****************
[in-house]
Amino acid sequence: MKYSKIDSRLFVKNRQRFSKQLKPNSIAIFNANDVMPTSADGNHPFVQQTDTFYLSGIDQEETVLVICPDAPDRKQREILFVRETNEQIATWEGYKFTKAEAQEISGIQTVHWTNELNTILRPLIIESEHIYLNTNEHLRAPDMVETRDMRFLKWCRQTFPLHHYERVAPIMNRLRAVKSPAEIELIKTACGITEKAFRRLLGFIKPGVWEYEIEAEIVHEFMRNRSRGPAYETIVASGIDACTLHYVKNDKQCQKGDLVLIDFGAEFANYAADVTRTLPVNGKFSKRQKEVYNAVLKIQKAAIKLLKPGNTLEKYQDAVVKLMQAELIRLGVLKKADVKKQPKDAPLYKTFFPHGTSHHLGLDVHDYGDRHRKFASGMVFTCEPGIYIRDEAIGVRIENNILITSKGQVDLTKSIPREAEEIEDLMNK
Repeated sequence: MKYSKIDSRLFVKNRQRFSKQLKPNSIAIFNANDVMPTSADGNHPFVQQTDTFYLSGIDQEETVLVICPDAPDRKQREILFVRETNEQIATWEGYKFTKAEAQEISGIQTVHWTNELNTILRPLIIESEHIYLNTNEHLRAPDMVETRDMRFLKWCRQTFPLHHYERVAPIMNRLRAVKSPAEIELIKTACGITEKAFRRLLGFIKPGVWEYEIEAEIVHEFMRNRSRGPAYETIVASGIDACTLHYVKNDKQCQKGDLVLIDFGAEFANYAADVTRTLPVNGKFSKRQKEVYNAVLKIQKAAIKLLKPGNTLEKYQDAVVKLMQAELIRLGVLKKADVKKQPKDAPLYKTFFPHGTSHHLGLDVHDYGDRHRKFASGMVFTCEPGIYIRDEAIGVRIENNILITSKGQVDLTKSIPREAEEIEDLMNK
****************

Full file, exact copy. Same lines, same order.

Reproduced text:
[in-house]
Amino acid sequence: MKYSKIDSRLFVKNRQRFSKQLKPNSIAIFNANDVMPTSADGNHPFVQQTDTFYLSGIDQEETVLVICPDAPDRKQREILFVRETNEQIATWEGYKFTKAEAQEISGIQTVHWTNELNTILRPLIIESEHIYLNTNEHLRAPDMVETRDMRFLKWCRQTFPLHHYERVAPIMNRLRAVKSPAEIELIKTACGITEKAFRRLLGFIKPGVWEYEIEAEIVHEFMRNRSRGPAYETIVASGIDACTLHYVKNDKQCQKGDLVLIDFGAEFANYAADVTRTLPVNGKFSKRQKEVYNAVLKIQKAAIKLLKPGNTLEKYQDAVVKLMQAELIRLGVLKKADVKKQPKDAPLYKTFFPHGTSHHLGLDVHDYGDRHRKFASGMVFTCEPGIYIRDEAIGVRIENNILITSKGQVDLTKSIPREAEEIEDLMNK
Repeated sequence: MKYSKIDSRLFVKNRQRFSKQLKPNSIAIFNANDVMPTSADGNHPFVQQTDTFYLSGIDQEETVLVICPDAPDRKQREILFVRETNEQIATWEGYKFTKAEAQEISGIQTVHWTNELNTILRPLIIESEHIYLNTNEHLRAPDMVETRDMRFLKWCRQTFPLHHYERVAPIMNRLRAVKSPAEIELIKTACGITEKAFRRLLGFIKPGVWEYEIEAEIVHEFMRNRSRGPAYETIVASGIDACTLHYVKNDKQCQKGDLVLIDFGAEFANYAADVTRTLPVNGKFSKRQKEVYNAVLKIQKAAIKLLKPGNTLEKYQDAVVKLMQAELIRLGVLKKADVKKQPKDAPLYKTFFPHGTSHHLGLDVHDYGDRHRKFASGMVFTCEPGIYIRDEAIGVRIENNILITSKGQVDLTKSIPREAEEIEDLMNK